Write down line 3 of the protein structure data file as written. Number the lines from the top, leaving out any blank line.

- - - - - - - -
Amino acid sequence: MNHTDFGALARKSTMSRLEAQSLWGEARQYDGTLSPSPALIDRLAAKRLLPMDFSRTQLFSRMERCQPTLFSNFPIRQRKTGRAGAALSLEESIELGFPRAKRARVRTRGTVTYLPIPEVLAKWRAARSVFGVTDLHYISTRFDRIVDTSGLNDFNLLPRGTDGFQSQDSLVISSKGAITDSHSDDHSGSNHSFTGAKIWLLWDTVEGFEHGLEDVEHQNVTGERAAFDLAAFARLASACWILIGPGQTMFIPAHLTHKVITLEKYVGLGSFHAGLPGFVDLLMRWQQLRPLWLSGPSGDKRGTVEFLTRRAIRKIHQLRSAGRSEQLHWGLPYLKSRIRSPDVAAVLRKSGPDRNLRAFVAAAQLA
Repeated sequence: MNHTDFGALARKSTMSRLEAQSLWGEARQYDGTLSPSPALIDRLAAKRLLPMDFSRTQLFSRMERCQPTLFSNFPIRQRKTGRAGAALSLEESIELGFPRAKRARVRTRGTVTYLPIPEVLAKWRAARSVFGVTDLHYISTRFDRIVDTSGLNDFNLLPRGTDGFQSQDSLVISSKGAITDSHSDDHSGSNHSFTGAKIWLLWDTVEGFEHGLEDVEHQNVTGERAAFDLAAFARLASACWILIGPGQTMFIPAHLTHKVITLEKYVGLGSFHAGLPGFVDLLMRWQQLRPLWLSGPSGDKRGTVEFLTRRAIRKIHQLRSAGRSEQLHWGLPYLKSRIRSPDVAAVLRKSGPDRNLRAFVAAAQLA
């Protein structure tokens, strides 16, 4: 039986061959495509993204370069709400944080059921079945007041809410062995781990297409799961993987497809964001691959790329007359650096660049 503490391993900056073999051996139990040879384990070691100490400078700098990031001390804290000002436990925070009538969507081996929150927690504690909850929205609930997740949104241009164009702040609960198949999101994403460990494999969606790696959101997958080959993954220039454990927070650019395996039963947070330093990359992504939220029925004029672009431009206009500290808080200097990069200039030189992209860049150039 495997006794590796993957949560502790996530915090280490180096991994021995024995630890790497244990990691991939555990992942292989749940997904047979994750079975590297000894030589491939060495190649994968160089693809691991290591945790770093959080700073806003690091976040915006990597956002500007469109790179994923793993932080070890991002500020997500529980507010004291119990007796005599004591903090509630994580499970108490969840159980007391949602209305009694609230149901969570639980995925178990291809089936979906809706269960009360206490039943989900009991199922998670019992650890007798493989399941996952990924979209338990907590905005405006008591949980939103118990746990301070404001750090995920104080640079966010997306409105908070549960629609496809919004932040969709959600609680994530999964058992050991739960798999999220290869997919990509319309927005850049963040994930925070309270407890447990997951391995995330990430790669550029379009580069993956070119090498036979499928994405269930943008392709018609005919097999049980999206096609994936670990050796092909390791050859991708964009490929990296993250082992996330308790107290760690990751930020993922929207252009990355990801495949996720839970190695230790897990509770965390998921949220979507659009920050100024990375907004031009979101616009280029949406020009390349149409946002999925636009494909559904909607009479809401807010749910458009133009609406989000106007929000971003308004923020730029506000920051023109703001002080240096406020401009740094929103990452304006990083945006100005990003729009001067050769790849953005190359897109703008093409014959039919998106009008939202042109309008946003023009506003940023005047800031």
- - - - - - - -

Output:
């Protein structure tokens, strides 16, 4: 039986061959495509993204370069709400944080059921079945007041809410062995781990297409799961993987497809964001691959790329007359650096660049 503490391993900056073999051996139990040879384990070691100490400078700098990031001390804290000002436990925070009538969507081996929150927690504690909850929205609930997740949104241009164009702040609960198949999101994403460990494999969606790696959101997958080959993954220039454990927070650019395996039963947070330093990359992504939220029925004029672009431009206009500290808080200097990069200039030189992209860049150039 495997006794590796993957949560502790996530915090280490180096991994021995024995630890790497244990990691991939555990992942292989749940997904047979994750079975590297000894030589491939060495190649994968160089693809691991290591945790770093959080700073806003690091976040915006990597956002500007469109790179994923793993932080070890991002500020997500529980507010004291119990007796005599004591903090509630994580499970108490969840159980007391949602209305009694609230149901969570639980995925178990291809089936979906809706269960009360206490039943989900009991199922998670019992650890007798493989399941996952990924979209338990907590905005405006008591949980939103118990746990301070404001750090995920104080640079966010997306409105908070549960629609496809919004932040969709959600609680994530999964058992050991739960798999999220290869997919990509319309927005850049963040994930925070309270407890447990997951391995995330990430790669550029379009580069993956070119090498036979499928994405269930943008392709018609005919097999049980999206096609994936670990050796092909390791050859991708964009490929990296993250082992996330308790107290760690990751930020993922929207252009990355990801495949996720839970190695230790897990509770965390998921949220979507659009920050100024990375907004031009979101616009280029949406020009390349149409946002999925636009494909559904909607009479809401807010749910458009133009609406989000106007929000971003308004923020730029506000920051023109703001002080240096406020401009740094929103990452304006990083945006100005990003729009001067050769790849953005190359897109703008093409014959039919998106009008939202042109309008946003023009506003940023005047800031």